that are both doing a great job at enlarging the public domain as opposed to shrinking it.

An outdated scarcity perspective in the non-profit community is still manifesting itself, however. There remains a continued emphasis on charitable projects which include plans for restricting access to the resulting publicly funded digital works now, in the hopes of creating revenue streams later. The funded organization usually proposes continuing to improve the work itself under its solitary control using money derived from selling licenses to the work. Contrast this with, for example, the post-scarcity development of the GNU/Linux operating system, made by thousands of volunteers contributing improvements to an initial base contributed by Linus Torvalds and the Free Software Foundation (FSF) GNU project.

The old scarcity criterion towards selecting what makes a viable project (based on a recurring royalty stream for static content) is completely at odds with the new post-scarcity model (based more on streams of attention, status, service, and customization). The new collaborative development process made possible by the internet (resulting in a work made by sharing licenses to copyrights made by a distributed network of authors funded indirectly by other means) is fundamentally different than the old process (resulting in a work made by centralized copyright ownership with a development process funded by selling licenses to the result).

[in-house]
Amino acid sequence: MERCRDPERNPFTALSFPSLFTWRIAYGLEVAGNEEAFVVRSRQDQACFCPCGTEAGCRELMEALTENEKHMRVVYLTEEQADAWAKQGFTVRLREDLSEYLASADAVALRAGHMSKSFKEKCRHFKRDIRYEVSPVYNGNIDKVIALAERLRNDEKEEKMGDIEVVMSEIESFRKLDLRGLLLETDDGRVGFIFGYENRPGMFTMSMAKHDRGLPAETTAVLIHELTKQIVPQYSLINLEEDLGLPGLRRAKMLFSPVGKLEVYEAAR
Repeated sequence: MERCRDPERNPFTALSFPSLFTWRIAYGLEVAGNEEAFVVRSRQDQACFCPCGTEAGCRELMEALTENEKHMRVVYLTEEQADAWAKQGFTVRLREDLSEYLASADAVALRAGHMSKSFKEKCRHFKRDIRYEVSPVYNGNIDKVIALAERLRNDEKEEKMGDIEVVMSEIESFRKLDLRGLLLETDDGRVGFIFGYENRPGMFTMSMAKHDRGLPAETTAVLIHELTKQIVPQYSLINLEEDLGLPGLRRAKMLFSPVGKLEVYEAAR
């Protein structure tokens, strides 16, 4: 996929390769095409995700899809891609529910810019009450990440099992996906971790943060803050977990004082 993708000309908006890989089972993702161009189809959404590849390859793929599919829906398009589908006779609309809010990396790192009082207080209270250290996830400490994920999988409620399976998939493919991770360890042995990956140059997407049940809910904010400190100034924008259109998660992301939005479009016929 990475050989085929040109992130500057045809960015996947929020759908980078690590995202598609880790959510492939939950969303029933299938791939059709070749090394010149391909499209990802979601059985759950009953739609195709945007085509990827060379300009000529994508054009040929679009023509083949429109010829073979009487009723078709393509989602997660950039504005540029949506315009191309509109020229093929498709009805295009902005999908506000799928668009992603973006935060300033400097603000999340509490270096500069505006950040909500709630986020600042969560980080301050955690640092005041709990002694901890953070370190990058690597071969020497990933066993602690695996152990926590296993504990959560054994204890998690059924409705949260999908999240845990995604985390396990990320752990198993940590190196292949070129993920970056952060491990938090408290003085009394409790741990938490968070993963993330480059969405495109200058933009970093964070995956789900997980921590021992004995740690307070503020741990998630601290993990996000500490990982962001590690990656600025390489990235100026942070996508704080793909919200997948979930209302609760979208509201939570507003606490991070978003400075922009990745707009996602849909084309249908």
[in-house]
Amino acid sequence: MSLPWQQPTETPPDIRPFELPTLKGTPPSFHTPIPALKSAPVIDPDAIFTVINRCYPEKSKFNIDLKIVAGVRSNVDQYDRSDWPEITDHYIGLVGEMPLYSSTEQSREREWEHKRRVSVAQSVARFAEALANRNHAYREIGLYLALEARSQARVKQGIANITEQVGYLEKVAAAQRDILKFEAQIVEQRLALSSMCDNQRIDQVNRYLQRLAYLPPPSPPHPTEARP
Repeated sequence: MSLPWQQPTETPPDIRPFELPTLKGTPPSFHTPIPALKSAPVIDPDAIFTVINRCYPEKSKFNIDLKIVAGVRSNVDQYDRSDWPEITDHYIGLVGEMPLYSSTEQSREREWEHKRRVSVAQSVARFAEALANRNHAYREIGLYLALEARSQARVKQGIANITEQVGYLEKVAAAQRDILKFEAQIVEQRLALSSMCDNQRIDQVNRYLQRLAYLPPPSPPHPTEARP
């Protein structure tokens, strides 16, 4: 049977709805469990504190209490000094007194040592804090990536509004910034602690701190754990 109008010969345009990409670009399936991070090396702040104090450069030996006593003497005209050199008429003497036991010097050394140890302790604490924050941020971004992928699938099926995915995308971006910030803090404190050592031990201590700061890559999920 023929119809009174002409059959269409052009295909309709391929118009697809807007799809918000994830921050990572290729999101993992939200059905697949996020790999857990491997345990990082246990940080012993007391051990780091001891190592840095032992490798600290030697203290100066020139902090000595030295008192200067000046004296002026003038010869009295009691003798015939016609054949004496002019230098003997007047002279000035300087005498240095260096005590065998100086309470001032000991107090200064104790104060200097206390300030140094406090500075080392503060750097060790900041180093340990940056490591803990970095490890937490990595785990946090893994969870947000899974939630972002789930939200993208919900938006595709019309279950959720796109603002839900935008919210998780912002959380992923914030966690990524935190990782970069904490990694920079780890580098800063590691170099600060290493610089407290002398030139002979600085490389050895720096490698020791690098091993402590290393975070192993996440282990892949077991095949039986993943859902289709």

how copyright ownership corrupts the non-profit mission

One problem with the current approach is that non-profits who are paid to create proprietary content and then sell access to it are unfairly competing with for-profit companies who do the same thing. While there may always be an issue with how contributions to the public domain affect other peoples proprietary profit-making plans, conflicts between for-profit and non-profit work might be greatly lessened if all non-profit content development work was put in the public domain or under some sort of free license (copylefted or not),